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TC-39 - Measurements in Power Systems

Background
Electric power systems represent one of the main tasks in the field of engineering. Since the last 70 years the demand and consumption of electric energy has grown exponentially. Originally the attention paid to electric energy was mainly limited to the analysis of its characteristic in terms of waveform, interruptions and continuity of service. As the demand increased, as well as the diffusion of devices highly sensitive to voltage characteristics, the need for accurate measurements of electrical quantities has become both strategic and necessary.
The economic losses for industries have dramatically increased due to the poor quality of the supply voltages. In several applications, accurate power measurements are required for taking decisions, for diagnostic purposes, for metering purposes, and for reliability analysis. The challenge, in the recent years, is represented by the development of a new generation of instruments capable of providing the required measurement information, which differs, sometimes strongly, from that required in the past. For instance the measurement of the active power and RMS values must be performed assuming that the electrical quantities are no longer periodic nor sinusoidal. Fault detection and localization in power plants is becoming a crucial task for the Utilities in order to improve the voltage quality and shorten the time-to-restoration.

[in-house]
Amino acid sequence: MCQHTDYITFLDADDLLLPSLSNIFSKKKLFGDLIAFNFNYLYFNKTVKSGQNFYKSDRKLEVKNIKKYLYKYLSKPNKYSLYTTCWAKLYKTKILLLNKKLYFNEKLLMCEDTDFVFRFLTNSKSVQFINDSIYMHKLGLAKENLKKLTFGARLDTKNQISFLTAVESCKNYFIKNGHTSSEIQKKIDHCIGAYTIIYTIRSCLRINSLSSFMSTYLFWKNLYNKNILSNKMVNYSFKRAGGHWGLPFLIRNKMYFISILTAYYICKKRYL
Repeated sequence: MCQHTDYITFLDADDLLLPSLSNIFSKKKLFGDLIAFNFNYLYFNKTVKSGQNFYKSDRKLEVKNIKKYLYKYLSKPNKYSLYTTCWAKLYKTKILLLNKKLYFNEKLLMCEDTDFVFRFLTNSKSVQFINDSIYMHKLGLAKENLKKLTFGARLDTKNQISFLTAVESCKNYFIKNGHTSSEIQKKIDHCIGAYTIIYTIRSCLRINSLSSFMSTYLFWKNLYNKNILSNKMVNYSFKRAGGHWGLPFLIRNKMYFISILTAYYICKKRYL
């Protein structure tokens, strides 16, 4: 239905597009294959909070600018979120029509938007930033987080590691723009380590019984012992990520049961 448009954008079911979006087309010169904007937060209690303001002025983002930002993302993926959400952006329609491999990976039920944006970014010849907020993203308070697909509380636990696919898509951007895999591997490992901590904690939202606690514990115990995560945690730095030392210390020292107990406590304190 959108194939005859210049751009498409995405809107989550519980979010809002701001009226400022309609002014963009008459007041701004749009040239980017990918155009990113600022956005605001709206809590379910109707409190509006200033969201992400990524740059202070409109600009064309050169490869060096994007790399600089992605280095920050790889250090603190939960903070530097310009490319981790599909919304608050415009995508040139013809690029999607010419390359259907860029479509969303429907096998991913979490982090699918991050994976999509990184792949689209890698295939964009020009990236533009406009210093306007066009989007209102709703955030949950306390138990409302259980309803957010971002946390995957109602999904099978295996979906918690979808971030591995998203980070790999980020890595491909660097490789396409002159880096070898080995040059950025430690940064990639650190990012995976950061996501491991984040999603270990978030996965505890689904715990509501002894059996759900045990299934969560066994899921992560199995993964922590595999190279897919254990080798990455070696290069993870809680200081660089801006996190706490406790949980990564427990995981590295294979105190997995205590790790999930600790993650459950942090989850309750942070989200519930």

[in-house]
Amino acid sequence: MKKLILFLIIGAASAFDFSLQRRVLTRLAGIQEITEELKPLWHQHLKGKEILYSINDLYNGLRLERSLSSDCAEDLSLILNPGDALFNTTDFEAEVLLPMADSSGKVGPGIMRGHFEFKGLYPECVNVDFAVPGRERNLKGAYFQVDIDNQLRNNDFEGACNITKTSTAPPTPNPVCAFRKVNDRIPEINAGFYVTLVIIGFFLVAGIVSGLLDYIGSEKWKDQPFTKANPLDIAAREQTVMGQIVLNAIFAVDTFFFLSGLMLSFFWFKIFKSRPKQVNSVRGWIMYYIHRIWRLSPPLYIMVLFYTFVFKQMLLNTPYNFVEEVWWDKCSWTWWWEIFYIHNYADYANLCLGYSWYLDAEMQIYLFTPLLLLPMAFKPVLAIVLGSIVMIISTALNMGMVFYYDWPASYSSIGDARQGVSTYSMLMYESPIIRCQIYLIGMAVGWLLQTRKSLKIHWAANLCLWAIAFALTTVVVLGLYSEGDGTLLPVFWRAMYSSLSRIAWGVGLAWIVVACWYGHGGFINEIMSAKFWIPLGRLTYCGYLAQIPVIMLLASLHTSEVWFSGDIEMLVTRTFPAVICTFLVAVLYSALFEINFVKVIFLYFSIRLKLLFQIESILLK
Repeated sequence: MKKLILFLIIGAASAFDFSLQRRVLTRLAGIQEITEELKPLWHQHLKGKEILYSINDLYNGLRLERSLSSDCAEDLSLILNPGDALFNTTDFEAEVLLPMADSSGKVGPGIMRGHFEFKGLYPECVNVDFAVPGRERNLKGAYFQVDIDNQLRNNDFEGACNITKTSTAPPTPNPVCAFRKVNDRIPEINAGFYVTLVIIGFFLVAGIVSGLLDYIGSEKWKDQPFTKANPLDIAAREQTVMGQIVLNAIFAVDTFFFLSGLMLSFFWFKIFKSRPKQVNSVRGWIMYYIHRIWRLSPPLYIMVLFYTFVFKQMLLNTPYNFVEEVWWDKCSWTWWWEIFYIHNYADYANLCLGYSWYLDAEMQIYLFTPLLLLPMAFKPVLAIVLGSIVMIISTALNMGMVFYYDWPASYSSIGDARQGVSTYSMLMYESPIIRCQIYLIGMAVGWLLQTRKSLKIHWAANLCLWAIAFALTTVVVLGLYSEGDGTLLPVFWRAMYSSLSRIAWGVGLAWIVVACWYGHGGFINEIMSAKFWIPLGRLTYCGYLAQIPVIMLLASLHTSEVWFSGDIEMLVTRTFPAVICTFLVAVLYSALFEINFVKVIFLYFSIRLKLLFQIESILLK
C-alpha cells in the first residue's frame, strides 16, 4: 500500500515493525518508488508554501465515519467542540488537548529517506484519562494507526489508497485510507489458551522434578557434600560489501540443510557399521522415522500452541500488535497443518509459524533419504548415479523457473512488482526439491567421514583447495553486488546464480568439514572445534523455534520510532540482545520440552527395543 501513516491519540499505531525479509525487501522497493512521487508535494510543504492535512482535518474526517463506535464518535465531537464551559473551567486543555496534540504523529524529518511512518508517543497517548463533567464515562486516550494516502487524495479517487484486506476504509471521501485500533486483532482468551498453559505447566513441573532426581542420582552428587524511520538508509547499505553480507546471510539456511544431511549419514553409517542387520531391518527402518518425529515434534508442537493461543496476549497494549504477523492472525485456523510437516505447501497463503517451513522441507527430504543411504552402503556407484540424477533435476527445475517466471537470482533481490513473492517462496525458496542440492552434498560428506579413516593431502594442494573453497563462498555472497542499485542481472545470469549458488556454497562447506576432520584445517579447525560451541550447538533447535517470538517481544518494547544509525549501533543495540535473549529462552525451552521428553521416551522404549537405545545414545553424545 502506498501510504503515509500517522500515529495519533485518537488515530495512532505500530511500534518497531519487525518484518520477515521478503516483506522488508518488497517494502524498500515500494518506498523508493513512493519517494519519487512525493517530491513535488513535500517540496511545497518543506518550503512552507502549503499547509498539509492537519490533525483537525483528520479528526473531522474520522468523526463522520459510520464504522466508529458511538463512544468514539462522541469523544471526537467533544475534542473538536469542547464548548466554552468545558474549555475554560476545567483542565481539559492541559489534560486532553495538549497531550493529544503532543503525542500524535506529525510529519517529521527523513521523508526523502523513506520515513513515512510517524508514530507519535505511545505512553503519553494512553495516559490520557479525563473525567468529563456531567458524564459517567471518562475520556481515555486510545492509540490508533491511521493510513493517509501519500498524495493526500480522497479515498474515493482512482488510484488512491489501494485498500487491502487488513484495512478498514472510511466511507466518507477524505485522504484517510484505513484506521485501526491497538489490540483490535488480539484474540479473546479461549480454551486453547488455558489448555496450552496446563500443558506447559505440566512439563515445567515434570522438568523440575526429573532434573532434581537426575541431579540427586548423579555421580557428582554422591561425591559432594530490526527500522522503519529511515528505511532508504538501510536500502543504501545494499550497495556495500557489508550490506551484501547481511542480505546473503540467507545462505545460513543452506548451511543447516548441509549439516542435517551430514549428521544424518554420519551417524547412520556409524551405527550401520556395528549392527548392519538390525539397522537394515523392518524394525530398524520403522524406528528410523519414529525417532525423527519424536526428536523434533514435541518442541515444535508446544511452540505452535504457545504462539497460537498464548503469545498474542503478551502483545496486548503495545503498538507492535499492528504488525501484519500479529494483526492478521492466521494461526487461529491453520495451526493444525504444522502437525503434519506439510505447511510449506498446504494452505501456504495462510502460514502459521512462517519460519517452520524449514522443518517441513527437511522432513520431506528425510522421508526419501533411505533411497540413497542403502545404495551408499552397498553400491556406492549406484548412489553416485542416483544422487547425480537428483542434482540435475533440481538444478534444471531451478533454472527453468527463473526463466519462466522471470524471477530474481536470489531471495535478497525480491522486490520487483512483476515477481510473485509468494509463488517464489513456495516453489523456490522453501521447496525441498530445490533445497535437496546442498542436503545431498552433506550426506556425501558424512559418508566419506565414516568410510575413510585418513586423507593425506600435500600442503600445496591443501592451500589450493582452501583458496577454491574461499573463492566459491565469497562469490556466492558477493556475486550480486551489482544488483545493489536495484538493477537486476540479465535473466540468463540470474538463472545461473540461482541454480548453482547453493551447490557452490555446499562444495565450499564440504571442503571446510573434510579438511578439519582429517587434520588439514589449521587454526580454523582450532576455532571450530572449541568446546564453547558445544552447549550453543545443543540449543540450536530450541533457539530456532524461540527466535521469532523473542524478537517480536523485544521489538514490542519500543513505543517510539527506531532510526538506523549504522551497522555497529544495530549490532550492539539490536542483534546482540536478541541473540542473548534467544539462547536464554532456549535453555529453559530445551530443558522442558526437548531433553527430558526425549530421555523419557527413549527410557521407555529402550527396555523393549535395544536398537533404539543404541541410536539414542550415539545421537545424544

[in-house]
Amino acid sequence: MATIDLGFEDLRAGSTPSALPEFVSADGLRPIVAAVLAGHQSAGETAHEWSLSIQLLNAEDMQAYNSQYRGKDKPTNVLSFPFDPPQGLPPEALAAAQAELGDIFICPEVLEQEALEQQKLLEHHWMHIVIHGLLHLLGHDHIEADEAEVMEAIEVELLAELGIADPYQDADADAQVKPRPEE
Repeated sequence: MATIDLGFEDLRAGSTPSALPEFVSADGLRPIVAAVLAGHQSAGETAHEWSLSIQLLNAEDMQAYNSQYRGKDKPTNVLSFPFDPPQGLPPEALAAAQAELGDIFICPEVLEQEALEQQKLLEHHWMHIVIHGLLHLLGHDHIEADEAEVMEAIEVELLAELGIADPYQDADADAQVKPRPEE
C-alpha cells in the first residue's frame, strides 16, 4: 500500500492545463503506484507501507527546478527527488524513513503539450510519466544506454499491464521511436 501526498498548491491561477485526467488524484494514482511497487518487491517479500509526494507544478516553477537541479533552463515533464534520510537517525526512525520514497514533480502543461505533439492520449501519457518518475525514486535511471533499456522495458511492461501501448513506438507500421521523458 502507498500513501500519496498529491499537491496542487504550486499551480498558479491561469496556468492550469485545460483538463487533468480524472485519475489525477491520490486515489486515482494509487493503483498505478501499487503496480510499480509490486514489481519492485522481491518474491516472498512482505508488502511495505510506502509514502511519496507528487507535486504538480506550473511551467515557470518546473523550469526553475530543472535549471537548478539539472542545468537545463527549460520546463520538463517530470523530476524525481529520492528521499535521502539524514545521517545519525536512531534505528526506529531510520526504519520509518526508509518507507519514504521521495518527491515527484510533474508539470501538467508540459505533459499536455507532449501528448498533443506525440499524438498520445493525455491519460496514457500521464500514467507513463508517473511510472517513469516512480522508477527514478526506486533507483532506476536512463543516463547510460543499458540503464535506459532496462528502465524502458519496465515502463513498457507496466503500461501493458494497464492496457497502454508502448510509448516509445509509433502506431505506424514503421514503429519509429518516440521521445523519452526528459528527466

This challenge can be won only by adopting synchronized distributed measurement systems, and implementing a new kind of algorithms and synchronization protocols. Also diagnostic needs in power systems are growing faster and faster: measurement instruments for the reliability evaluation of cables, transformers, motors, drivers is covering an increasing portion of the power instrumentation market. Moreover new kind of approaches, theories and methods need to be studied to correctly provide the required information, such as the accurate measurement of the instantaneous power frequency and the spectral content of the electrical quantities, the implementation of the synchrophasor theory, and the development of accurate voltage and current transducers for metering purposes, partial discharge measurement, loss measurements in cables and transformers, and temperature measurements in power plants.